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Cote's Old-Fashioned Ice Cream | The Best Darned Ice Cream In the Whole State of Maine

In the marriage, Paul makes the ice cream, Roland runs the office, and Ray runs the dairy. And they all fill in for each other in between. Though technically retired, Bill and Cecile are never far away — Cecile still frets, Bill still helps unload trucks, and advice just keeps on coming.

This year, their third season of selling ice cream, they opened for the summer on a dreary, cold April day. Even so, the line curled out to the street and within six hours, 300 gallons had been punched into sugar cones, swirled into shakes, and packed into quarts. “They wait all winter for our ice cream,” says Paul, who makes only a very limited amount of ice cream between October and March. Paul says he is still surprised that the idea of turning their leftovers into ice cream went over so well. “Lewiston’s got a lot of other ice cream places, you know, the usual chain stores. I guess the folks like it that ours is made fresh and made locally.”

In the Cote family there is never a shortage of ice cream, which is fortunate because there are constant occasions such as communions, graduations, birthday parties: ice cream affairs. Once or twice, when it seemed that the immediate family, which had grown to 22, had outgrown the house, they tried renting a hall for family gatherings. But no more. “We like it at home, no matter how crowded.”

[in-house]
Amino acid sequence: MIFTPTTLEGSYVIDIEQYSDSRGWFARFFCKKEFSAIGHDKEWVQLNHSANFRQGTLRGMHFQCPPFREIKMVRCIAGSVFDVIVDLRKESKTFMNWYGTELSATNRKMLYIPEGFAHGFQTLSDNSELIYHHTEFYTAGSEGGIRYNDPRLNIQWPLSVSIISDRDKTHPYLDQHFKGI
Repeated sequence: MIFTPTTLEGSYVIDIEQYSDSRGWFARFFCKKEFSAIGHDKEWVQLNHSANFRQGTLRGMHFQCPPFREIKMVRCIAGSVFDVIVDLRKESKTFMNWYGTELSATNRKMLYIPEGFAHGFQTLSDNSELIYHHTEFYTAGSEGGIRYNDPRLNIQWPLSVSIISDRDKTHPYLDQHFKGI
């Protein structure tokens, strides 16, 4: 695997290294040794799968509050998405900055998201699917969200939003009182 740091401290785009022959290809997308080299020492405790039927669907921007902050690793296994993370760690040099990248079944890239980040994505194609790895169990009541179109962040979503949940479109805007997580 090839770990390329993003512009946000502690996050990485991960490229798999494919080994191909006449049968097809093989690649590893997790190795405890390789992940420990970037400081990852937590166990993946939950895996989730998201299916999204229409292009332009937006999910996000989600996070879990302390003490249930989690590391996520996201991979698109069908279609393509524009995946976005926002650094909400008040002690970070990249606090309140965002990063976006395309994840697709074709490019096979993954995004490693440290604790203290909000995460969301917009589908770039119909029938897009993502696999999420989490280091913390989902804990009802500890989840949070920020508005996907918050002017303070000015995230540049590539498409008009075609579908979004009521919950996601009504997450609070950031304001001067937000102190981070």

Bill and Cecile now spend their winters in Florida, but they are always sure to return the week before Mother’s Day, a celebration with more impact than Thanksgiving in the Cote family. Cecile admits that she has a hard time staying away from the family that long. Her home is still her workshop, the ironing board loaded with curtains to be finished, an exercycle in the living room, and around her overstuffed armchair the projects of all grandmothers: needlepoint and afghans, The view out her picture window is of the dairy. It is a constant source of contentment to have her family all around her. Though she insists that business always comes before family, she adds, “My life is my family. The more the merrier. We have a lot of friends, but they are strangers, you know. They are not family.”

Both Bill and Cecile agree that their three sons are carrying on the business pretty much the way they would. Except, Cecile points out, “They are much more daring. I didn’t want them to open the second ice cream stand. One was enough, I knew it would be so much extra work for them. But, already, they are talking about opening a third stand. I don’t know! They’re going to have to find another family just to make the ice cream!”

This is a Yankee Classic Article from August, 1981.

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